It’s Monday! What Are You Reading? is hosted by Jen Vincent @ Teach Mentor Texts
I read three very different middle grade books last week with two things in common: gifted authors and a common message of carrying compassion with us as we make our way through the smallest of actions and tasks – kindness matters.
Lisa Thompson’s debut novel, The Goldfish Boy , is a hard-to-put down mystery with a twist: there is one mystery to be solved in the disappearance of a neighbor’s little grandson, and there is another mystery to be solved within the main character (and chief detective) himself, twelve year old Matthew.
Ever since his baby brother’s death, Matthew just cannot seem to get his hands or his room clean enough – germs are everywhere, no matter how much he washes and scrubs, and things have reached a point where Matthew can’t leave his house…or his room. The big front facing window of his house, and his own back yard facing room, give Matthew great vantage points from which to survey the goings on in his cul de sac, though, and Matthew keeps track of his neighbor’s movements with careful and detailed notes: time, place, etc. all duly noted. For their part, his neighbors (a wonderful cast of characters, each of whom are interesting and well crafted) see the pale boy who seems to wear cleaning gloves all the time and watches them furtively through his windows, as very, very, odd. And rather sad, too.
Needless to say, Matthew’s parents are terribly concerned and are determined to help. Just as he begins to see a specialist, the neighbor’s grandson vanishes, and Matthew now has another concern to worry and obsess about. His notebook and his noticings may finally be put to good use!
Lisa Storm is able to get into Matthew’s OCD mindset with great sensitivity and honesty. You feel Matthew’s discomfort with his compulsions, his struggle to try to understand why his mind is telling him to do things that he also knows he somehow ought not to do. I love the fact that his parents, although troubled and exasperated, love their son and make it clear that they want to help him. The Goldfish Boy is just a beautiful story – one that helps many of us understand what it’s like to be OCD, even as we read on to see how an engaging mystery is solved.
The main action in Hello, Universe takes place in the course of just one day, but Erin Entrada Kelly manages to weave a deeply moving portrait of the messiness, neediness and unpredictability that is being in middle school and trying to figure out who you are and how to fit in, when it seems as though you don’t fit in at all.
Here’s the jacket copy:
Virgil Salinas is shy and misunderstood.
Valencia Somerset is clever and stubborn.
Kaori Tanaka tells fortunes and reads the stars.
Chet “the Bull” Bullens is the biggest bully in the neighborhood.
They aren’t friends, they don’t go to the same school. But when Chet pulls an unthinkable prank on Virgil and Virgil’s pet guinea pig, Gulliver, the lives of these four middle schooler collide in surprising and unexpected ways.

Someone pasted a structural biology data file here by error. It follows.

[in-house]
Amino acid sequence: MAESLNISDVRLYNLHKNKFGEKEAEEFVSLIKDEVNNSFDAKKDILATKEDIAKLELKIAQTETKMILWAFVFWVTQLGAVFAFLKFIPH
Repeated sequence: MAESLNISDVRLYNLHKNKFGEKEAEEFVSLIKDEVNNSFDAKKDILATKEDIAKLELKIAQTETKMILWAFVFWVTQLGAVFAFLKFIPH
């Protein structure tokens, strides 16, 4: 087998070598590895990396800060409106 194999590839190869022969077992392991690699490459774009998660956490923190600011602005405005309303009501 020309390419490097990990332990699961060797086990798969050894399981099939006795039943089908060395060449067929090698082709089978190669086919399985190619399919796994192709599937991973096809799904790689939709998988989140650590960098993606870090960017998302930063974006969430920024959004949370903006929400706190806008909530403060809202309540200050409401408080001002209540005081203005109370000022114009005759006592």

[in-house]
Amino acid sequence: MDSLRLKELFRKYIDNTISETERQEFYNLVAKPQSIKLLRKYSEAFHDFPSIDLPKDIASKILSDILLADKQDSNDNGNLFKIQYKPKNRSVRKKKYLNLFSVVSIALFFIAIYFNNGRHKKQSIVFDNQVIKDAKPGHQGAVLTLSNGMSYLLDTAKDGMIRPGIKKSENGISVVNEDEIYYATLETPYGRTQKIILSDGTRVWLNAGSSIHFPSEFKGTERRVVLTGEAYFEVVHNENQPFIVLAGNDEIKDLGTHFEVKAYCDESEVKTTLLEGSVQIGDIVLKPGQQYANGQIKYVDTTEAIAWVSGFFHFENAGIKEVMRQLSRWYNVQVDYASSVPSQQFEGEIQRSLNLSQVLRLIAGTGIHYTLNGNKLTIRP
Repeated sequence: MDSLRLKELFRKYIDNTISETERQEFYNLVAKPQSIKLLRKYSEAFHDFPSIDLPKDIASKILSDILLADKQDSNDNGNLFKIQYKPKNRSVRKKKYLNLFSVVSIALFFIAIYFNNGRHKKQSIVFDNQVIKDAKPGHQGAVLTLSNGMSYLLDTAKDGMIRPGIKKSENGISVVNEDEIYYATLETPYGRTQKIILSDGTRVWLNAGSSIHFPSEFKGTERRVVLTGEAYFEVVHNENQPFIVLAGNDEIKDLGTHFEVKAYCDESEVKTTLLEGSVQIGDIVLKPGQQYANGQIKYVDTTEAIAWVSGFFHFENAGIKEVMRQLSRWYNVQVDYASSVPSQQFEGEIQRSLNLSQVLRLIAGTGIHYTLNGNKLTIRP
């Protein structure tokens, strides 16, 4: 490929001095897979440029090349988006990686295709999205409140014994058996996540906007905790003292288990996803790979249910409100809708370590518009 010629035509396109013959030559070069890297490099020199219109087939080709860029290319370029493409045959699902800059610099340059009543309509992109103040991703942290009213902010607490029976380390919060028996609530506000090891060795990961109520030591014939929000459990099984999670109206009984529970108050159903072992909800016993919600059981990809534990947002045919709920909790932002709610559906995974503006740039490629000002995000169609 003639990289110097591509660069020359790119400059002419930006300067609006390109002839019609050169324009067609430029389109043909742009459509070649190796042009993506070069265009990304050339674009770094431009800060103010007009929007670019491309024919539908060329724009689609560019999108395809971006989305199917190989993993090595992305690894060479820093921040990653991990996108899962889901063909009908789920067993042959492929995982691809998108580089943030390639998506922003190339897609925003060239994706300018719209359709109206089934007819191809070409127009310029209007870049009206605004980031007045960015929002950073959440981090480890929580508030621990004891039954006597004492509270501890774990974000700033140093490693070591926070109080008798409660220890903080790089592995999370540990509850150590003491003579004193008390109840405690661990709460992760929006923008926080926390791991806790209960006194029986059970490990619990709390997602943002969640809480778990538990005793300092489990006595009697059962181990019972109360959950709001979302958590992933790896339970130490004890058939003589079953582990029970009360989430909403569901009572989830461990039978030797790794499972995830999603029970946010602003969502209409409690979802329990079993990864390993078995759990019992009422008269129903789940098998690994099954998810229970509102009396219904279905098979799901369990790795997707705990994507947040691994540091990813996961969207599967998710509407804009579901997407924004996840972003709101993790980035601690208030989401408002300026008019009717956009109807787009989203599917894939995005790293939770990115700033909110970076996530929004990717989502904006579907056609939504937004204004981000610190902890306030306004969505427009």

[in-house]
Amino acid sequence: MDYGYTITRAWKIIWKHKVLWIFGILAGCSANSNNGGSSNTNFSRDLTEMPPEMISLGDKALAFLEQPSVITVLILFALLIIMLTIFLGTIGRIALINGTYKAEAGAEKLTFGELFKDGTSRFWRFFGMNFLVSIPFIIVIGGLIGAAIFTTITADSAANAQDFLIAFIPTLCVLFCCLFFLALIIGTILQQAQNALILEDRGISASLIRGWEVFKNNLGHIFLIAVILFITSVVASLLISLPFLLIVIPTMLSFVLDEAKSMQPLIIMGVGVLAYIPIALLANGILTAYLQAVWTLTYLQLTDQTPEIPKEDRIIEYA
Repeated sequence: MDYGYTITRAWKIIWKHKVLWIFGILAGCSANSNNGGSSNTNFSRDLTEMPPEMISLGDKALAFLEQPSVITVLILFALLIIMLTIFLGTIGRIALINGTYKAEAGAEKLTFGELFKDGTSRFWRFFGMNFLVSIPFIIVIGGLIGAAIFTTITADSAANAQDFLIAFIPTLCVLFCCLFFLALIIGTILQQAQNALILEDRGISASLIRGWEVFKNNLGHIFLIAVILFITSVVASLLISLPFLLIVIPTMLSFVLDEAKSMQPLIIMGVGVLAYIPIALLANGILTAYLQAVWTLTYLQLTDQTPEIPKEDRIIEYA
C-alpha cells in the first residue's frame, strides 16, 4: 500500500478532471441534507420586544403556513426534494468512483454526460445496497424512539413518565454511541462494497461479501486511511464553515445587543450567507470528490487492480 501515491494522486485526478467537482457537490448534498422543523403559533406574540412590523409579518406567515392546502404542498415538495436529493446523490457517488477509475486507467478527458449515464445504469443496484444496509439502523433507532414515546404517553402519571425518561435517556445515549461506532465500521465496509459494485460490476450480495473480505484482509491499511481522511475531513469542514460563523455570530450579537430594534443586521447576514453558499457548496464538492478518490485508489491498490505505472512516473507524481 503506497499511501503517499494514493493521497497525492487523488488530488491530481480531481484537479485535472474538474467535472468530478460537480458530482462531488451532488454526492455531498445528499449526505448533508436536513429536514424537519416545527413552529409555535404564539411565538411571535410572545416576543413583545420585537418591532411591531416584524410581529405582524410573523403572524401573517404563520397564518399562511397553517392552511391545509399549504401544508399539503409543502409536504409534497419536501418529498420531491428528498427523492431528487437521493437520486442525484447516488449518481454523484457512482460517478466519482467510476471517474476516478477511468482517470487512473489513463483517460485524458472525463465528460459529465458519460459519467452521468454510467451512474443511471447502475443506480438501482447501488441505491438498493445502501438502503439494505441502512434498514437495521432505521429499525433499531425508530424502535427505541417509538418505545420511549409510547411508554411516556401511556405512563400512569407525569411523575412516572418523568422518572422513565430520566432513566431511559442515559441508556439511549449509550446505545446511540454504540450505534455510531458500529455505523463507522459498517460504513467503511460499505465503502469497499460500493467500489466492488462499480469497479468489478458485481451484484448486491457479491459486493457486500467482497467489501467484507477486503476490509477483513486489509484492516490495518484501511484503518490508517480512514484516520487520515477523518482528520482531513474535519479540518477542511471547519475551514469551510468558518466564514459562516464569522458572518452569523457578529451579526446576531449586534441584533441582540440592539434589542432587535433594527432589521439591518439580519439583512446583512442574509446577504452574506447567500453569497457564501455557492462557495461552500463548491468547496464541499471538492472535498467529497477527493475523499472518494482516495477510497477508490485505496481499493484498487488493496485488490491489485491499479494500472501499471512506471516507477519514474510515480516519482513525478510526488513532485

There are a lot of funny parts in Hello, Universe, but also parts that will bring a lump to your throat. Virgil, for instance, has been nicknamed “Turtle” by his family, because he is so shy. Every time he hears this nickname, Turtle wishes he could say out loud what he feels out loud inside:
Don’t call me that.
It makes me feel like I’m six years old.
It makes me feel like a loser.
Erin Entrada Kelly has created a lovely story with characters that stay with you longer after you have finished reading.
Ruth Behar’s Lucky Broken Girl may well be my favorite book of the summer – it’s just one of those wise books that breaks your heart even as it heals.
Ruthie Mizrahi is a trying to adjust to her new home in America. She and her family have left Castro’s Cuba for the new life of promise that her father dreams of, even though he mother pines away for all they have left behind: their extended family, their traditional ways, and the warmth of being surrounded by the familiar and the well loved. Ruthie, though, is looking forward to new go go boots, new songs to learn, and being the neighborhood’s hop-scotch queen.
Just when it seems as though things are falling into place, a terrible car accident leaves Ruthie in a full body cast for a year, uncertain about ever being able to walk again. Through this experience she learns about patience, generosity and small acts of kindness and friendship that can transform hopeless and helpless days.
In the afterword, Ruth Behar writes that Lucky Broken Girl was her story – the story she “was supposed to forget”, because the experience had been so traumatic:
All those who have been wounded know what I mean. Maybe all who have been wounded know what I mean. Maybe all who’ve been wounded are told, as I was, “It could have been worse.” In other words don’t ask for too much sympathy. I remember feeling as a child that it was wrong to talk about my pain. Wrong to feel any pain. I buried the pain inside, where only I could feel it piercing me…I don’t anyone wait that long. Pain is Pain. Speak up. Tell your story.
Ruthie’s story speaks to all adults who have been broken in one way or another, and had to somehow make our journeys to a better place; but Ruthie’s story also speaks to children who might be experiencing brokenness in one way or another, and trying to find a way out. Ruthie’s story is one of healing and hope – I absolutely loved it.